At a time when the fast-expanding Victorian middle classes were enthusiastically furnishing their homes, Dresser designed all the effects necessary for the family table: claret jugs, tea services, serving dishes, toast racks, candlesticks and cruet sets. Much of Dresser’s most influential work was produced from the late 1870s when he worked increasingly as an adviser and designer to smaller firms which allowed him greater control over a range of products. While he still provided designs anonymously, his stature was so great that many manufacturers now used Dresser’s name as a marketing ploy. He supplied designs to at least fifty companies, both in Britain and overseas.


 Pots made by Linthorpe were potted by hand and then finished in a wood mold. Hand painting and glazing were done after the first biscuit firing. Innovative methods, such as spray color and gas ovens, were used. The glaze, possibly made with ground flint or granite added to Cornish clay and oxide tints, created a random yet richly mottled effect that emulates Japanese Raku teawares.



Wedgwood & Sons Aquarian flower potWedgwood & Sons
Aquarian flower pot, 1873, design –  Christopher Dresser

( The Minneapolis Institute of Arts )



Dresser’s designs were radical in the context of a period when many designs combined a heady mix of cultures and periods with the highly decorative Rococo revival style dominating silverware. His reduced, geometric forms revealed the influence of Japanese and Islamic silverware and a desire to be economic with the use of costly materials. Maintaining an acute awareness of function, Dresser also became adept at utilising standardised components for handles and lids to reduce costs for manufacturers.

The contrasts in his designs for different materials showed how his approach to design was also shaped by the properties and nature of a material. In 1879 Dresser was appointed art director at the newly established Linthorpe pottery, near Middlesbrough. Founded by John Harrison, the pottery’s aim was to use local clay to provide jobs for local men. Dresser’s design for the moulds for the pottery were inspired by a wide range of cultures from Japan, Peru, Mexico, Morocco and Ancient British forms. These pieces were very striking at the time, with the metal oxides in the complex and innovative glazes providing the only decoration.

Six-handled bowl of lead-glazed earthenwareLinthorpe Pottery Six-handled bowl of lead-glazed earthenware, design C.Dresser

( The Victoria and Albert Museum )

Watcombe Pottery Co. Glazed earthenware, moulded and gilded vase. Design-C.Dresser ( V & A Museum )

 Lead-glazed earthenware dish . Design - C.DresserLinthorpe Pottery – Lead-glazed earthenware dish . Design – C.Dresser

( The Victoria and Albert Museum )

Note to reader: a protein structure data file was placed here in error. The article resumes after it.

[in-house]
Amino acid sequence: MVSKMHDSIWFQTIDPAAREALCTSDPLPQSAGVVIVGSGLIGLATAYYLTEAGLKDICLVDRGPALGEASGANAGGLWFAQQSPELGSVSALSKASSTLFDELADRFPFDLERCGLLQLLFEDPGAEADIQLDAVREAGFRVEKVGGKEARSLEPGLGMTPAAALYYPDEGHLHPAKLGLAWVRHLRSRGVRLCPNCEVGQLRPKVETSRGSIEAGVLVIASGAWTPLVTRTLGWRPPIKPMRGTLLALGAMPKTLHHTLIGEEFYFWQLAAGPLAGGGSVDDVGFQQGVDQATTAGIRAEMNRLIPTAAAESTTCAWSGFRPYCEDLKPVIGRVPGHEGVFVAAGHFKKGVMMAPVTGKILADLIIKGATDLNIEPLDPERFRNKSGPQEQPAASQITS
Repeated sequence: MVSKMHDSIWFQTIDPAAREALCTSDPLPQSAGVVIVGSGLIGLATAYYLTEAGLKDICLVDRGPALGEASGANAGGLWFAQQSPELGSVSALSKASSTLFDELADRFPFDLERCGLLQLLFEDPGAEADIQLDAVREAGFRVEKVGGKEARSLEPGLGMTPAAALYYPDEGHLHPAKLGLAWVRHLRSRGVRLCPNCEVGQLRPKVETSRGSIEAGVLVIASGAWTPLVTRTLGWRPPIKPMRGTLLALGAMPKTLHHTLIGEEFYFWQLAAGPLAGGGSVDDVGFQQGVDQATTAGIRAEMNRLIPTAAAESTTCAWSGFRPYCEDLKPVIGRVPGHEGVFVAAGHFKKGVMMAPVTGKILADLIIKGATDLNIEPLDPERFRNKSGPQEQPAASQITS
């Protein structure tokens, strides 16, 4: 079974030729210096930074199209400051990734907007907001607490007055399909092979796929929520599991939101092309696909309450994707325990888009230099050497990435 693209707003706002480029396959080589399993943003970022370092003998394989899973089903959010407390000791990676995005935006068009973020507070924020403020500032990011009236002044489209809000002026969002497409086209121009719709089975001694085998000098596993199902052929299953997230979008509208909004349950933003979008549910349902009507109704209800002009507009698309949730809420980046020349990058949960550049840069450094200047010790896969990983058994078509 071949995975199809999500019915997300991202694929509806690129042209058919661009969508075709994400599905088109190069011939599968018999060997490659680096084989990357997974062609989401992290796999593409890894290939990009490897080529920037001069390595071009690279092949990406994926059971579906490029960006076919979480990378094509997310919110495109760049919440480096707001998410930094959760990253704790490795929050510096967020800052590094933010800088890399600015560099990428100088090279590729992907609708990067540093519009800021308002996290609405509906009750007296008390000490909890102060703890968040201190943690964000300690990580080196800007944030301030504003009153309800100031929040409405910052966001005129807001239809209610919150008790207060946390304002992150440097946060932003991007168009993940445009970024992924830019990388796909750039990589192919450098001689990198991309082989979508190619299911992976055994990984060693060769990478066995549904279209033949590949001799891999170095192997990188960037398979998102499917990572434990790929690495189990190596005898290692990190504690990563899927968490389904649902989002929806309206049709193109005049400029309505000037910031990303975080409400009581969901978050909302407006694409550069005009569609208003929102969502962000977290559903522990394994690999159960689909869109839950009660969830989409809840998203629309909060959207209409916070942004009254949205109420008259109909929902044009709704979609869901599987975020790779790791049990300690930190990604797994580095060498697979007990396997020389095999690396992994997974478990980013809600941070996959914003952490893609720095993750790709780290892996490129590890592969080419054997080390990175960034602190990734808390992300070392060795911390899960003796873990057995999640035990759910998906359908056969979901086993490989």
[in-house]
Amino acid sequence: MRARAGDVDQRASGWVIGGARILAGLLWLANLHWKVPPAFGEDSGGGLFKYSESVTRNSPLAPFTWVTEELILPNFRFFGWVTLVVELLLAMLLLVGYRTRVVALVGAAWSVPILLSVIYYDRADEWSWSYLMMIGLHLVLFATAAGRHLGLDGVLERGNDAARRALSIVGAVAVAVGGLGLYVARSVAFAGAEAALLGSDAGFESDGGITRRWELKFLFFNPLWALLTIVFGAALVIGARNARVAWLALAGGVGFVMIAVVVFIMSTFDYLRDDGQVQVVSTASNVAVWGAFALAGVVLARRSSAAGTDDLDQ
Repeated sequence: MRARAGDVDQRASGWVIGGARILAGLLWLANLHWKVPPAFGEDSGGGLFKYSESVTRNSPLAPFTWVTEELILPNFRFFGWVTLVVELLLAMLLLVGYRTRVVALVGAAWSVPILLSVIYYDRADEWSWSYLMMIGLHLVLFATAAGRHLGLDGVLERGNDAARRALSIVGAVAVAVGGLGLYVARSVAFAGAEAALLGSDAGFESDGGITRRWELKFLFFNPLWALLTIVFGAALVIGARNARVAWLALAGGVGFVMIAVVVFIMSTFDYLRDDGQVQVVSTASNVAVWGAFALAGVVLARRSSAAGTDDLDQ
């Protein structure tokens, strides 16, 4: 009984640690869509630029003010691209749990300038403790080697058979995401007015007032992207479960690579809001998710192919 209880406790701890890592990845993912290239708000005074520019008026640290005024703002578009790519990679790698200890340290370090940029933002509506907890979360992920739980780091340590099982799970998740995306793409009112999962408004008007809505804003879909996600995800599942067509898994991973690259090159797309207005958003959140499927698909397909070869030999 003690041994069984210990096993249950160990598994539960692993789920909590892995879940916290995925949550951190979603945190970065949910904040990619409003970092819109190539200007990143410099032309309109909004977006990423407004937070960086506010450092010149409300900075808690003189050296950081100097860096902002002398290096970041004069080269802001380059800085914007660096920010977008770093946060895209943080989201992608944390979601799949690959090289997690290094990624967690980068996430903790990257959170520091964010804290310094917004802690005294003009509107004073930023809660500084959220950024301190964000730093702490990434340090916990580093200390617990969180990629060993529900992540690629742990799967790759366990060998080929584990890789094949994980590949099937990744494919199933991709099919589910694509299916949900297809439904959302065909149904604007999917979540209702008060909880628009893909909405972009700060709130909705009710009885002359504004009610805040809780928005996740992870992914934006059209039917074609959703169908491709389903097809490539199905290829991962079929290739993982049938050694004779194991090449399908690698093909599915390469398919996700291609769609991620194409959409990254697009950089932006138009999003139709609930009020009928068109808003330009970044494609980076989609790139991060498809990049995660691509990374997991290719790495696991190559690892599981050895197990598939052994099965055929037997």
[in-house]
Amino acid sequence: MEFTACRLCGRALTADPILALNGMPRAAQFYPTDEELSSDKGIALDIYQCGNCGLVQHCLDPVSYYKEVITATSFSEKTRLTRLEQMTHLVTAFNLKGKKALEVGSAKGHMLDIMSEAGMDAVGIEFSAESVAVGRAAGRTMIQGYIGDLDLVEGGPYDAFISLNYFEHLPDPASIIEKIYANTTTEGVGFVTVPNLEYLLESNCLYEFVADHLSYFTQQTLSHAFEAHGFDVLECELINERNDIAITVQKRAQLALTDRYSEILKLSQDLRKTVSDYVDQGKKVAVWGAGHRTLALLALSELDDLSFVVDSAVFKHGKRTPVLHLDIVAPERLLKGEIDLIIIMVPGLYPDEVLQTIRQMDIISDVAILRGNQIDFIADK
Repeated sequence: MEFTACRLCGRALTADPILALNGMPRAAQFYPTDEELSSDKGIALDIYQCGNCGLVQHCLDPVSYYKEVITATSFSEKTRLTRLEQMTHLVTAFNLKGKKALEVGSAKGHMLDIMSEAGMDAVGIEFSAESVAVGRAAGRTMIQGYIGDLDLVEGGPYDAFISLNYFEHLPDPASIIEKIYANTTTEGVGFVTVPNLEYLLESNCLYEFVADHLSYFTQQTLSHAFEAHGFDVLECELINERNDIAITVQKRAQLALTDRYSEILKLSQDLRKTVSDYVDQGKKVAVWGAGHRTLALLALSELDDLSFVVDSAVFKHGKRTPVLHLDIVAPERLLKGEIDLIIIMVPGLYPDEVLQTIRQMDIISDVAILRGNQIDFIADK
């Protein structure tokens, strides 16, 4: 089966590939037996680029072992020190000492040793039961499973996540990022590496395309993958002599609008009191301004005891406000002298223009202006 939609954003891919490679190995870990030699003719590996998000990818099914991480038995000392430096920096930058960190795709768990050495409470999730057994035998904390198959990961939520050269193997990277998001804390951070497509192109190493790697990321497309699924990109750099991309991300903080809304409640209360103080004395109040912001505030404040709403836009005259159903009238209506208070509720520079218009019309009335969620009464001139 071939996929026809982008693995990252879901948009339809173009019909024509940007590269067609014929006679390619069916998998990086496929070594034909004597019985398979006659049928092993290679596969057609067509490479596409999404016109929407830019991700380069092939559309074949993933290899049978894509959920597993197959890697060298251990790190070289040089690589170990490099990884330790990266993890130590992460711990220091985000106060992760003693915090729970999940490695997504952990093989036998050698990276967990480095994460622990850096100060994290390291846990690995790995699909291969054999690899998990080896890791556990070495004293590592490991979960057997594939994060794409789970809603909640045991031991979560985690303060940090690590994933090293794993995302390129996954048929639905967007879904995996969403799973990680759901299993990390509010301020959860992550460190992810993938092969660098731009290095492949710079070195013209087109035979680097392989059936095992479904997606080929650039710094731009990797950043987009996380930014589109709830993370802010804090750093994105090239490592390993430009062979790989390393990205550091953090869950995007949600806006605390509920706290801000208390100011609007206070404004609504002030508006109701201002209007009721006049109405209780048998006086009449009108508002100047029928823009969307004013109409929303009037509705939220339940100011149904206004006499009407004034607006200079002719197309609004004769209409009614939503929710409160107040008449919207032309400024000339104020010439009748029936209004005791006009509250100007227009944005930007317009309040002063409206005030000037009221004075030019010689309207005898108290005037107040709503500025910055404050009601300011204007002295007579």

He also promoted design through his writing and lectures. Speaking to the Royal Society of Arts in 1871 he argued: “True ornamentation is of purely mental origin, and consists of symbolised imagination only… Ornamentation is even a higher art than that practised by the pictorial artist, as it is of wholly mental origin.”

Towards the end of Christopher Dresser’s life, a tribute appeared in an 1899 issue of Studio magazine describing him as “perhaps the greatest of commercial designers, imposing his fantasy and invention upon the ordinary output of British industry.”


Christopher Dresser Earthenware-with-transfer-printed-enamel-1881risdmuseum


Earthenware pitcher with transfer-printed enamel – Christopher Dresser



Linthorpe Art Pottery vase. Design - Christopher DresserLinthorpe Art Pottery vase. Design – C.Dresser

 Wave Bowl – C. Dresser design, Linthorpe Art Pottery, Middlesbrough

glazed earthenware  jug-C.Dresser 1880 glazed earthenware  jug

'Cloisonne' tea caddy-C.DresserA ‘ Cloisonne’ tea caddy’, the design attributed to Christopher Dresser, manufactured by Minton & Co. circa 1870

( Walpoles Antiques )

 Vase. Design C.Dresser William Ault Pottery earthenware, moulded and glazed ( V & A Museum )  William Ault Pottery earthenware, moulded and glazed vase. Design C.Dresser ( V & A Museum )

Linthorpe Pottery earthenware vase with streaked, lustrous glaze. Designed by Christopher Dresser

Linthorpe Pottery earthenware vase with streaked, lustrous glaze. Designed by Christopher Dresser

C Dresser for Watcombe Pottery Co - Earthenware Jug and CupsWatcombe Pottery Co – Earthenware Jug and Cups –  C. Dresser design
William Ault Pottery Vase C.Dresser design William Ault Pottery-  glazed earthenware vase  ( V & A Museum )

This vase form, based on the sphere and right angle, does indeed appear to preclude 20th-century Modernism. But, as is well established,  Dresser’s appreciation of spare, clean shapes, derives from his interest in Japanese forms and his profound understanding of manufacturing processes.